Over the course of more than a hundred years, North American culture has adopted the notion that you can be anywhere on this continent in a matter of hours simply by turning the key. The all-electric Nissan LEAF brings about a flurry of technology and arrives at a time when governments the world over are attempting to kickstart electric transportation. But the LEAF expressly forbids you from travelling anywhere and everywhere. Instead, Nissan LEAFs (Leaves? LEAVEs?) force owners to accept the notion that what you’ll see in the next 75 miles (120 km) is… enough. Furthermore, the 2011 Nissan LEAF can’t go as far in cold weather and its range will be severely curtailed if you’re giving the go-pedal an extra workout.
This should be okay with us, we’re told. Our gasoline-powered cars offer limited range of motion, too. But when we stop, we need only stop for a few minutes. Nissan LEAF owners will require somewhere between 7-20 hours unless they shell out for a home charger which, remember, will only work at home. Nissan is trying to tell us that 70% of people drive less than 40 miles per day. What Nissan should tell us, but fails to accurately make clear, is that most drives are shorter than 40 miles. C’mon, don’t the vast majority of car owners drive more than 75 miles in between potential charges with some frequency? The Tucson-to-Nogales drug run can’t even be completed in a morning drive.
Go ahead and strip the LEAF’s lack of drug-running capability from the proceedings. GoodCarBadCar.net’s case against the LEAF still includes its lamentable exterior design. The GM EV1 looked sort of awesome, remember? Why shouldn’t an unusual car look amazing? The 2011 Nissan LEAF is also tremendously overpriced for such a limited-use vehicle – those rebates won’t last forever (but may last until prices of high-tech pieces come down). The LEAF’s limitations are all the more frustrating because, in truth, the LEAF isn’t slow, boring, or found wanting inside. In fact, the technology represented by the Nissan LEAF is exciting. LEAFs lay out abundant evidence supporting a good future for electrified transportation: full torque from idle, cheap to fuel, less maintenance, amazingly quiet. An electric future is the kind of future GoodCarBadCar.net would be excited about.
Unfortunately, Nissan failed to execute on the electric car’s prospective greatness and produced the LEAF as an impressive theory gone awry. Like, where’s the progress, dude? The EV1 of the 90s was similarly quick, could be charged in a similar amount of time, and could travel a similar distance.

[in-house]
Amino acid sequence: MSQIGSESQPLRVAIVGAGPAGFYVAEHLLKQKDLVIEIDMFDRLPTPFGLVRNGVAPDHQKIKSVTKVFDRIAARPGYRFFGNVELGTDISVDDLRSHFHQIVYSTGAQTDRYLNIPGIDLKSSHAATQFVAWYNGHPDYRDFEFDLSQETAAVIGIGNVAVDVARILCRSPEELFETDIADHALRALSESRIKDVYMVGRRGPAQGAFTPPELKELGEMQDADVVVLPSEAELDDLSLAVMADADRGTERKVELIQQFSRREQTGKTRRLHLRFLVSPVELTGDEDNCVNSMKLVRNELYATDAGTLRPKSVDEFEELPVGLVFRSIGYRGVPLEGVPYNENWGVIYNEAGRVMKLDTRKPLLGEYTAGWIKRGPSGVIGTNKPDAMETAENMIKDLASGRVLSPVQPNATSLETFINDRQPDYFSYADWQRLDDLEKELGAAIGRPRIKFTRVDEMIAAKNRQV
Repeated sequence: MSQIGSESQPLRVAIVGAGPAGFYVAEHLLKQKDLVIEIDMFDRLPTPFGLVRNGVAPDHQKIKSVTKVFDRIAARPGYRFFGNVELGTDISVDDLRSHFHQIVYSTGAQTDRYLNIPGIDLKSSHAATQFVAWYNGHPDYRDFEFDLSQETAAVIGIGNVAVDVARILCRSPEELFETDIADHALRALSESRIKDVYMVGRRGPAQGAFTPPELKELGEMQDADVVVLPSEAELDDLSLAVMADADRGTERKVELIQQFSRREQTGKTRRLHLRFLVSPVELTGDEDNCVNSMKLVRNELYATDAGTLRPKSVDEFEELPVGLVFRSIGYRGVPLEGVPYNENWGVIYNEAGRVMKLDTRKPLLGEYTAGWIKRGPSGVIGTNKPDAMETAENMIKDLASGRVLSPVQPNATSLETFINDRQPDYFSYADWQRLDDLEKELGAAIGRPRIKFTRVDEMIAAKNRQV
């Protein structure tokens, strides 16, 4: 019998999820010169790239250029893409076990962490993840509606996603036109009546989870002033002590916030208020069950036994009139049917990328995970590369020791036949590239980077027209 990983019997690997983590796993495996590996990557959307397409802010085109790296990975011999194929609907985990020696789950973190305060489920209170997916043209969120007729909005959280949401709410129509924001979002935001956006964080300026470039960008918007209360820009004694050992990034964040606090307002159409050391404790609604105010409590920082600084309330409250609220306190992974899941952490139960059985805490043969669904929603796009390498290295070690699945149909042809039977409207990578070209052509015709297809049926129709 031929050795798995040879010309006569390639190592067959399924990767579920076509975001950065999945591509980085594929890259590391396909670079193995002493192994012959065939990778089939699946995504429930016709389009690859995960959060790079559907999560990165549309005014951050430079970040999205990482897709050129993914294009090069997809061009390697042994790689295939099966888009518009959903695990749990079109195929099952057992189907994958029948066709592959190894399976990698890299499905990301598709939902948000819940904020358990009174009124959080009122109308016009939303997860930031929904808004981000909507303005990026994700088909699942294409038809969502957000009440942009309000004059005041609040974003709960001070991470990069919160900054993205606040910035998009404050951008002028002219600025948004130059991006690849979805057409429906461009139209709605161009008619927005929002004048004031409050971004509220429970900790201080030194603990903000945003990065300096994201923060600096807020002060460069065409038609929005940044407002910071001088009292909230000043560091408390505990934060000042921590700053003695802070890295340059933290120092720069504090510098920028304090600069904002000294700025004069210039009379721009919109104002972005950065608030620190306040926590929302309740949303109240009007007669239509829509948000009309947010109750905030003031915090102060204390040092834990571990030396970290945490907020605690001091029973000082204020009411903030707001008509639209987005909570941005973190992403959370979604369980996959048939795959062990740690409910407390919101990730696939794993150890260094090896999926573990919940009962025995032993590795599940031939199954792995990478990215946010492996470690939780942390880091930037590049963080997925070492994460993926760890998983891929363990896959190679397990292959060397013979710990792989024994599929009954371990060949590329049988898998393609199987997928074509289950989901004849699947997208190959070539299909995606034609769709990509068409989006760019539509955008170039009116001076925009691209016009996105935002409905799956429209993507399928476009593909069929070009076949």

LEAF blowers point to its European Car Of The Year victory, but that was a joke. The Nissan LEAF shouldn’t be taken too seriously either; at least not yet. LEAF blowers also offer up an array of excuses on behalf of the LEAF’s limitations. Good vehicles, however, require no excuses.
Alternatives: Chevrolet Volt, Nissan Juke, Fiat 500, riding the Appaloosa
Base USD/CAD Price: $32,780 / est. $36,000 (excluding government rebates)
Improvements Required: It’s hard to say exactly what type of range improvement would make GoodCarBadCar.net happy. The more miles the merrier. Surely a revised exterior would be of assistance as would a lower price. That said, John Voelcker pointed out that, if you’re a Sony employee in California’s central valley, the Nissan LEAF could cost as little as $12,280. At that price, the LEAF approaches Good 12-levels of credibility.
Historical Signficance: As the first potentially mass-market electric car on sale in North America since the GM EV1 (Who Killed The Electric Car?), the LEAF is hugely significant. Nissan, however, timed the LEAF to go on sale with the 2011 Chevrolet Volt. This idea was either brilliant or terrible. We may not know the impact of the decision for a decade or more.
Fiat 500 – Ford F-150 – Ford Mustang V6 – Infiniti G25
Jeep Wrangler – Nissan Juke – Porsche Boxster Spyder